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    Many bars are available in both 26 and 31.8 sizing.. The wing bars are definitely the way to go, I would also consider trying a shallow depth bar.. This makes the position from the hoods to drops much closer. Many bigs riders do no use the drops very often and having shallow bars make this a more comfortable position so it would get a little more use..

    FSA makes a reasonably priced wing pro shallow bar but is only available in 31.8 size.. Most wing bars I have seen are only in 31.8 size..

  19. #19
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    Quote Originally Posted by socalrider View Post
    FSA makes a reasonably priced wing pro shallow bar but is only available in 31.8 size.. Most wing bars I have seen are only in 31.8 size..
    The 3T Ergonova is the best wing bar I've used, but I have to admit that I'm partial to the 3T ergonomic bend. Stems aren't that expensive, all things considered. My favorite, the shim-adjustable Specialized Comp-Set, is only $45 and reasonably light-weight. Jenson USA is currently closing out the Easton EA70 stem for $20 and there are cheaper options available.

  20. #20
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    Take a look at Salsa's bars. I was looking at a Salsa Fargo bike at a shop and they had bars on them called Woodchipper. They are nice fat bars. http://www.salsacycles.com/handlebars_road.html

  21. #21
    Senior Member jgjulio's Avatar
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    Got it! Thanks.
    I realized in this discussion that I am more comfortable with the handlebar on my Specialized Sequoia because it is a 1. shallow drop and 2. has a flat "perch" on the top that feels wider and comfy.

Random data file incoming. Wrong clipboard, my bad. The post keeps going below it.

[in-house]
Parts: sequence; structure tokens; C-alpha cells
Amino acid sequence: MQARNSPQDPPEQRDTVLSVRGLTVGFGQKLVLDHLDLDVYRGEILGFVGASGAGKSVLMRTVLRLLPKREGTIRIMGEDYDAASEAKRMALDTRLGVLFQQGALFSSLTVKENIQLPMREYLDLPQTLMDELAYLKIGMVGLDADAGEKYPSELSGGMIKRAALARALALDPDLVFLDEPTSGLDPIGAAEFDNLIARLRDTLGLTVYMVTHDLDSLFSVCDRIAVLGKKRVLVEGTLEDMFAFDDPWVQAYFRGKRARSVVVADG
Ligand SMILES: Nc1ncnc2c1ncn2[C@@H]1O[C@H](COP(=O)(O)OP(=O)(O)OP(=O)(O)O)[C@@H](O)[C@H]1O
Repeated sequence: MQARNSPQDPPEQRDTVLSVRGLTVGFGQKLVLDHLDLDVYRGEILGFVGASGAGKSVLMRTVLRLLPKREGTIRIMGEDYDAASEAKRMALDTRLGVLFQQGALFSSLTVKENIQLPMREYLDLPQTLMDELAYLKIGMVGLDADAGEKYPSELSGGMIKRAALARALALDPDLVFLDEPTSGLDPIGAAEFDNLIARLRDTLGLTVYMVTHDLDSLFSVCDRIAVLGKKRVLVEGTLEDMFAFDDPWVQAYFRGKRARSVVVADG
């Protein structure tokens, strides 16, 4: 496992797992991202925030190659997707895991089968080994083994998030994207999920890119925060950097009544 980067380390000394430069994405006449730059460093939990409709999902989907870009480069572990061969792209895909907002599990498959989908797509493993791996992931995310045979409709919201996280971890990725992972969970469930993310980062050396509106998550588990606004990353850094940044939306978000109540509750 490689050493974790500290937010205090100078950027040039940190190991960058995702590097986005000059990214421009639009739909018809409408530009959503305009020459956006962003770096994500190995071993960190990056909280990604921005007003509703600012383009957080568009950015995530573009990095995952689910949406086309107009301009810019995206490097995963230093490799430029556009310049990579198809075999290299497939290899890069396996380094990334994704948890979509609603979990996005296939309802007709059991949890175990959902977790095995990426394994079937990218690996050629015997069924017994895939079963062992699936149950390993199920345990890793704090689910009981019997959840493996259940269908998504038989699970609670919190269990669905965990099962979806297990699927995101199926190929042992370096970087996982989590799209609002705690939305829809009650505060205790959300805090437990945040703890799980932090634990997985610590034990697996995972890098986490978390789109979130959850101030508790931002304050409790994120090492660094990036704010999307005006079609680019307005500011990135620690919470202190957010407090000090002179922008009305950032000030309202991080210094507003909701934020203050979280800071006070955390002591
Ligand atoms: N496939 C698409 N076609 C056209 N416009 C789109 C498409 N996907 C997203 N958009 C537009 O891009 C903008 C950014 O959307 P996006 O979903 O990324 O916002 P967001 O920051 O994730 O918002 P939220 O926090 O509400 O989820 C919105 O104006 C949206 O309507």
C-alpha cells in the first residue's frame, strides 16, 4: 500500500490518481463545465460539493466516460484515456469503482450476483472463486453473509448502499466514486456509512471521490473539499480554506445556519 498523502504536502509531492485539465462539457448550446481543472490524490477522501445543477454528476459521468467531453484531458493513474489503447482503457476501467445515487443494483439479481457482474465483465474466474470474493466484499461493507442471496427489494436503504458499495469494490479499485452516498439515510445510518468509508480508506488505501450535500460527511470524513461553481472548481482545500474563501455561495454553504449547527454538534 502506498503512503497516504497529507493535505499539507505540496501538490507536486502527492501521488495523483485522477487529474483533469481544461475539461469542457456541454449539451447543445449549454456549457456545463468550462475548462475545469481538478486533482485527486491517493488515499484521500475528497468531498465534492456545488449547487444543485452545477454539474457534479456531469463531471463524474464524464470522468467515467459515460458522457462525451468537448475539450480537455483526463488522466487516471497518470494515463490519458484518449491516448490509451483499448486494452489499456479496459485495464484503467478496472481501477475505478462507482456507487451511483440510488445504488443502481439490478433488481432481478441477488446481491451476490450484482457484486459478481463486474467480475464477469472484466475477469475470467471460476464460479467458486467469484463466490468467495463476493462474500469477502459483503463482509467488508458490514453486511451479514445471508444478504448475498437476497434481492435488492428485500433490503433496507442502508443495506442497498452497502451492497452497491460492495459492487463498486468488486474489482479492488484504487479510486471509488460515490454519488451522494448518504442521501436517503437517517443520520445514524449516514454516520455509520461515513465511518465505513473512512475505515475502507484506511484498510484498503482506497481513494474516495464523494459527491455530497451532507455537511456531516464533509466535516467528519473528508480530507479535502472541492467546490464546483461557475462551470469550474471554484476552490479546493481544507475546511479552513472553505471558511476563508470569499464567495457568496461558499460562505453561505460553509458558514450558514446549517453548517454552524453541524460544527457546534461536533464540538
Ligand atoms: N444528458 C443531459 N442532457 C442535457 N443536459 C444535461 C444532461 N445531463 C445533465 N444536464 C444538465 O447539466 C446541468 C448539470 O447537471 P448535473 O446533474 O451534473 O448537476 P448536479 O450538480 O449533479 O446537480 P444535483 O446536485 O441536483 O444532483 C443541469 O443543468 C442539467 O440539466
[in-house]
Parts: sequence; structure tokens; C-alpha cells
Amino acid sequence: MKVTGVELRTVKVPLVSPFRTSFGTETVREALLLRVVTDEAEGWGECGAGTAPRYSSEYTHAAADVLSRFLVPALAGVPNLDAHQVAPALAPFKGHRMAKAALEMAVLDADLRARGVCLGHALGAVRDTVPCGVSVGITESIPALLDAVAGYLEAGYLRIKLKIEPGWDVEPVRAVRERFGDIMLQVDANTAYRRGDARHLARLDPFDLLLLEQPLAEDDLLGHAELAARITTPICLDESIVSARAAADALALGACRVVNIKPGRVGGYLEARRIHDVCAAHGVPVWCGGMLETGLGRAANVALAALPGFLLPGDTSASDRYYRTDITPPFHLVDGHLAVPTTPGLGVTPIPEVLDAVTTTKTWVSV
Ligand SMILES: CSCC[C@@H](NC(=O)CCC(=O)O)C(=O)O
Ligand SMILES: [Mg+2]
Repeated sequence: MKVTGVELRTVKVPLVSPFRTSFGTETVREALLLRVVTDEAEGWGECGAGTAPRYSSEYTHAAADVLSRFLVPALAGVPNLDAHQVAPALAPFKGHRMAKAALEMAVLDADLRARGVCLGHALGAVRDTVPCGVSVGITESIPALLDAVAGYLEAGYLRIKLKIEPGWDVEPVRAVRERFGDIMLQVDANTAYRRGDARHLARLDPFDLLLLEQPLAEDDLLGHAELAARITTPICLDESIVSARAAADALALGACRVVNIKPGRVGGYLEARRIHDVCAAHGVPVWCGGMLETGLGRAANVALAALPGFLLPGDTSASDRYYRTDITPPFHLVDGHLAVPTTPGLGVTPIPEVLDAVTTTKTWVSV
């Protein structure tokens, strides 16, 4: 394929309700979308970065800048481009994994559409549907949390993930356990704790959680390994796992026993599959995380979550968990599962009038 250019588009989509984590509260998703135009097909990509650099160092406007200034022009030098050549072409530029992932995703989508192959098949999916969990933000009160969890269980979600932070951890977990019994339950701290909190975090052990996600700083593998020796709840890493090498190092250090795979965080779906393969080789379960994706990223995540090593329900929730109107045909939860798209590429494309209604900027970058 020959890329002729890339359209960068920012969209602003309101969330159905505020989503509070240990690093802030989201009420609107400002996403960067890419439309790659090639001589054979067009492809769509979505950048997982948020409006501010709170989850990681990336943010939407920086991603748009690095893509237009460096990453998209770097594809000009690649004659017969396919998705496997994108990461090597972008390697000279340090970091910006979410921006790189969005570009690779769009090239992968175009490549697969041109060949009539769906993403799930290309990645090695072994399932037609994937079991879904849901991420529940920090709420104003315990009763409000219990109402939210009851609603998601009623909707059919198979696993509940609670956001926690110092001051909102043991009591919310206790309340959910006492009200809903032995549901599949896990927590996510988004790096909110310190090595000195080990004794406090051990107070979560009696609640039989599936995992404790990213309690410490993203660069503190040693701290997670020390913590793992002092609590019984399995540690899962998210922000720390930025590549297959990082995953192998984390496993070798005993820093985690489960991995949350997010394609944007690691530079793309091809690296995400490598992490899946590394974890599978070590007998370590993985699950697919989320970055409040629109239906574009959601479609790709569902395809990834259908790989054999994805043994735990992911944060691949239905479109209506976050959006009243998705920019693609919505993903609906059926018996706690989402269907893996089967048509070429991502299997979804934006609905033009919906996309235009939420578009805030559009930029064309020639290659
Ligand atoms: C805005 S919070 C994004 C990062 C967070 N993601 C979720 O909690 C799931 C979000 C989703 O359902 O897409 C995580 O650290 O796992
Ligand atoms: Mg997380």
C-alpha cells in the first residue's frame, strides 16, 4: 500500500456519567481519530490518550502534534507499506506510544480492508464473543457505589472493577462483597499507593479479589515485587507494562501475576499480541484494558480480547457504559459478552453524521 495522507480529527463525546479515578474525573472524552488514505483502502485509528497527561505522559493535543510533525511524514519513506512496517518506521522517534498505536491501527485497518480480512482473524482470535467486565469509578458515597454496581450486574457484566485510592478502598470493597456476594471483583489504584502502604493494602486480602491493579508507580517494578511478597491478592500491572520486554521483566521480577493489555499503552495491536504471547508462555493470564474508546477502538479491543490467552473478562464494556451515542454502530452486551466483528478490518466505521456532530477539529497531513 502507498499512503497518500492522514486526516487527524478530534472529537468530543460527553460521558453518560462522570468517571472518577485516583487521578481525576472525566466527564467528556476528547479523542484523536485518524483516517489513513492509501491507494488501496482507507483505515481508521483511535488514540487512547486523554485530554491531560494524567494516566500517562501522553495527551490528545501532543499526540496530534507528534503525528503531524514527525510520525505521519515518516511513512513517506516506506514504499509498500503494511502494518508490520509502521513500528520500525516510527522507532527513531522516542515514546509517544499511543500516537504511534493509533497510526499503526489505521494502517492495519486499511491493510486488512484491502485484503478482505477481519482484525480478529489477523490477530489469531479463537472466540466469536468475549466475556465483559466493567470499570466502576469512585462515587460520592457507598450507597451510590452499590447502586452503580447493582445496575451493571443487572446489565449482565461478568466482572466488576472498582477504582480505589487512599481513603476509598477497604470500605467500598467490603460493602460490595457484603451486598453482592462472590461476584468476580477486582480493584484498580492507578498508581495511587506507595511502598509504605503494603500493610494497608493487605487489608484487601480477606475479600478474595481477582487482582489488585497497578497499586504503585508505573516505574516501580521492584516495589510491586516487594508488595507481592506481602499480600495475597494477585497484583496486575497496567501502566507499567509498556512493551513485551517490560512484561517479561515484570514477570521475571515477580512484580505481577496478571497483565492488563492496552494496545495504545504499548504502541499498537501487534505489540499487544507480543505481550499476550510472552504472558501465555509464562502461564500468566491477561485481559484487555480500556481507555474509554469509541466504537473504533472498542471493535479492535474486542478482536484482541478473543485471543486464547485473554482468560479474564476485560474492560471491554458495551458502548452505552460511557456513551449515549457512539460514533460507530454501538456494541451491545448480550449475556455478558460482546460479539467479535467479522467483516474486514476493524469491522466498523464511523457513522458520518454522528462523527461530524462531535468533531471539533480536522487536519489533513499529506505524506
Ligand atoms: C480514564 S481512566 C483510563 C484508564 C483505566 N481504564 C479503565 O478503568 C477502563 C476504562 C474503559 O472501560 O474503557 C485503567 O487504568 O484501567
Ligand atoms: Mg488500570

Now to look for a handlebar that is more my liking .... darn I have to visit bike shops .... my wife always worries because it is dangerous for me to go to bike shops (N+1 and all).

    I have no problem with changing the stem on the Fuji to accept a 31.8 handlebar.
    No problem right?
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  22. #22
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    Quote Originally Posted by jgjulio View Post
    Got it! Thanks.
    I realized in this discussion that I am more comfortable with the handlebar on my Specialized Sequoia because it is a 1. shallow drop and 2. has a flat "perch" on the top that feels wider and comfy.

    Now to look for a handlebar that is more my liking .... darn I have to visit bike shops .... my wife always worries because it is dangerous for me to go to bike shops (N+1 and all).

    I have no problem with changing the stem on the Fuji to accept a 31.8 handlebar.
    No problem right?
    No problem at all... as long as the stem you get has the right diameter for clamping the steerer tube on your fork, and the height of the steerer clamp is sufficient to allow headset adjustment (the stem + spacers must be slightly taller than the steerer tube so the topcap can push the stem down and preload the bearings.

  23. #23
    Senior Member Saltybeagle's Avatar
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    double wrapping (2 bar tapes) will make it thicker.

  24. #24
    Senior Member BigPolishJimmy's Avatar
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    It's kinda oldschool and suited to an older beater bike, but I just recently wrapped a road bike with innertubes first on the top portion of the bar and then put the bar tape on. Actually I used hockey tape on top because I rarely ride this bike and it was a lot cheaper. Don't know how it will hold up yet but it looks nice.

  25. #25
    Senior Member bbeck's Avatar
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    if you like the bar on the sequoia can you not buy one from a specialized dealer or are they different in the way they mount?